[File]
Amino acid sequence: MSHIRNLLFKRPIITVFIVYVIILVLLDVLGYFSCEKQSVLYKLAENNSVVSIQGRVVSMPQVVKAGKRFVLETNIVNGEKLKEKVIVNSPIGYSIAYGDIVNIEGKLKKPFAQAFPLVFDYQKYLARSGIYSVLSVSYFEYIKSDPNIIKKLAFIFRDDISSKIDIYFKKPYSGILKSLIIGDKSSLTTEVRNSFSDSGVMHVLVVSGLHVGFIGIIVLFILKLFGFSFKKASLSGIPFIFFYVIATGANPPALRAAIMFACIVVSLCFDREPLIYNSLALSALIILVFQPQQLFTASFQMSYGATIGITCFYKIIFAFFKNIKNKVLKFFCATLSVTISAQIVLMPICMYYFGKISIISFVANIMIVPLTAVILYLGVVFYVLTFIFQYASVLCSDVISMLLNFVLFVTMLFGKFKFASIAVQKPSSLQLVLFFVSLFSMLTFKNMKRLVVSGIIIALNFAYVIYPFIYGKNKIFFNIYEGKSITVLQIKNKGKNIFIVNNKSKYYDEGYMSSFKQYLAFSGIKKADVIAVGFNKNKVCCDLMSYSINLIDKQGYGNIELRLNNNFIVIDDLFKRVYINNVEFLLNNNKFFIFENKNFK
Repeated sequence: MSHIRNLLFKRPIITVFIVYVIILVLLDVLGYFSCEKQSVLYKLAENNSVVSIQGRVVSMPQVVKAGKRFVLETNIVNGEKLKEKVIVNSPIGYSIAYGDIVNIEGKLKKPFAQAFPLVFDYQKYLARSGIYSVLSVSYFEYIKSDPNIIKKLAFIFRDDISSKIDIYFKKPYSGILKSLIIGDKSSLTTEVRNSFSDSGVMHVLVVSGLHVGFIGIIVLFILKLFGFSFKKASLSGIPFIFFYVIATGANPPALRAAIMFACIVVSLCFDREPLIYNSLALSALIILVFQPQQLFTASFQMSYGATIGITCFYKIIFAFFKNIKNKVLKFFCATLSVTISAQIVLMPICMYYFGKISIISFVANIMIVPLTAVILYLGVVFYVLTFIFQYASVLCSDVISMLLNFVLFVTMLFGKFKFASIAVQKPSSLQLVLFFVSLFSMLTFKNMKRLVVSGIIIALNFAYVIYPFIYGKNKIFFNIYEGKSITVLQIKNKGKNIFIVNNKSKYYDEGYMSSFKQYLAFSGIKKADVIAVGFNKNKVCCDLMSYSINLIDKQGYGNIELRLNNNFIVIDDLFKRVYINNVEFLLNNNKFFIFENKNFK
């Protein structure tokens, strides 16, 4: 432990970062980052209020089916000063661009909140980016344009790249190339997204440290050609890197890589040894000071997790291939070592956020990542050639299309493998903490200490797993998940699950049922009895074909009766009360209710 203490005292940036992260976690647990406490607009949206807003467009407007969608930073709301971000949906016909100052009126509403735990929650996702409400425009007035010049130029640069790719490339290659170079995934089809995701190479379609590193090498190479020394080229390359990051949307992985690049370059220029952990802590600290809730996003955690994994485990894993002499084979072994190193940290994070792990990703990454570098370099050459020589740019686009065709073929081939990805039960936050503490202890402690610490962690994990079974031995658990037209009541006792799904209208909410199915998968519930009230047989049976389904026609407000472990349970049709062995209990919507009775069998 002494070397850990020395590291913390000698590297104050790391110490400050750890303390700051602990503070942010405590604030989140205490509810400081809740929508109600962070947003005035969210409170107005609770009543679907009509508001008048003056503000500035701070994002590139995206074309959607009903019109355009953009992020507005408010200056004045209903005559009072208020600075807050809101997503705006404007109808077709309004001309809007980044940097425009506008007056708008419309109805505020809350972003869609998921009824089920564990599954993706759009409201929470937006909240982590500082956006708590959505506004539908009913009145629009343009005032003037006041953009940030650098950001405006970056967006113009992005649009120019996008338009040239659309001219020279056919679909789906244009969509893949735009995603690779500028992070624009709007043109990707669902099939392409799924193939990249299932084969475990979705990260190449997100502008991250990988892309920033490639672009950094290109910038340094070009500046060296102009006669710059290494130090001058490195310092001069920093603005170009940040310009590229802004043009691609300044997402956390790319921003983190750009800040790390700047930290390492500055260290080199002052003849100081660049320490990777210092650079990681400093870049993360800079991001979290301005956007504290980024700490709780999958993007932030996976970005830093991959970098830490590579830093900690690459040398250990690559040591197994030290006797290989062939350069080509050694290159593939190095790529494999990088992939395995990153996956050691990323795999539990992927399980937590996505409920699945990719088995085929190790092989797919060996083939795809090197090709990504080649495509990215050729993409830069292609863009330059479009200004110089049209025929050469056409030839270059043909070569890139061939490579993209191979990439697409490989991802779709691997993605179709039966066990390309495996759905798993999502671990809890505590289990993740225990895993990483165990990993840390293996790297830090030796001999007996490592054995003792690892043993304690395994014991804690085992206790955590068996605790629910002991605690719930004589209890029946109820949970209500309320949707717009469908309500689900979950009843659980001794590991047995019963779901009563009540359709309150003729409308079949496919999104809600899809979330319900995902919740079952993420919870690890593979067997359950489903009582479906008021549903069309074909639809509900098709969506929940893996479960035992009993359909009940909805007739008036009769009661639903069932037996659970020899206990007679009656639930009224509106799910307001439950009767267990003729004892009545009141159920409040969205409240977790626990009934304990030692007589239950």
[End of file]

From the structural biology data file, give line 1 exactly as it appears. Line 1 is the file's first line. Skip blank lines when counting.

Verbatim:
Amino acid sequence: MSHIRNLLFKRPIITVFIVYVIILVLLDVLGYFSCEKQSVLYKLAENNSVVSIQGRVVSMPQVVKAGKRFVLETNIVNGEKLKEKVIVNSPIGYSIAYGDIVNIEGKLKKPFAQAFPLVFDYQKYLARSGIYSVLSVSYFEYIKSDPNIIKKLAFIFRDDISSKIDIYFKKPYSGILKSLIIGDKSSLTTEVRNSFSDSGVMHVLVVSGLHVGFIGIIVLFILKLFGFSFKKASLSGIPFIFFYVIATGANPPALRAAIMFACIVVSLCFDREPLIYNSLALSALIILVFQPQQLFTASFQMSYGATIGITCFYKIIFAFFKNIKNKVLKFFCATLSVTISAQIVLMPICMYYFGKISIISFVANIMIVPLTAVILYLGVVFYVLTFIFQYASVLCSDVISMLLNFVLFVTMLFGKFKFASIAVQKPSSLQLVLFFVSLFSMLTFKNMKRLVVSGIIIALNFAYVIYPFIYGKNKIFFNIYEGKSITVLQIKNKGKNIFIVNNKSKYYDEGYMSSFKQYLAFSGIKKADVIAVGFNKNKVCCDLMSYSINLIDKQGYGNIELRLNNNFIVIDDLFKRVYINNVEFLLNNNKFFIFENKNFK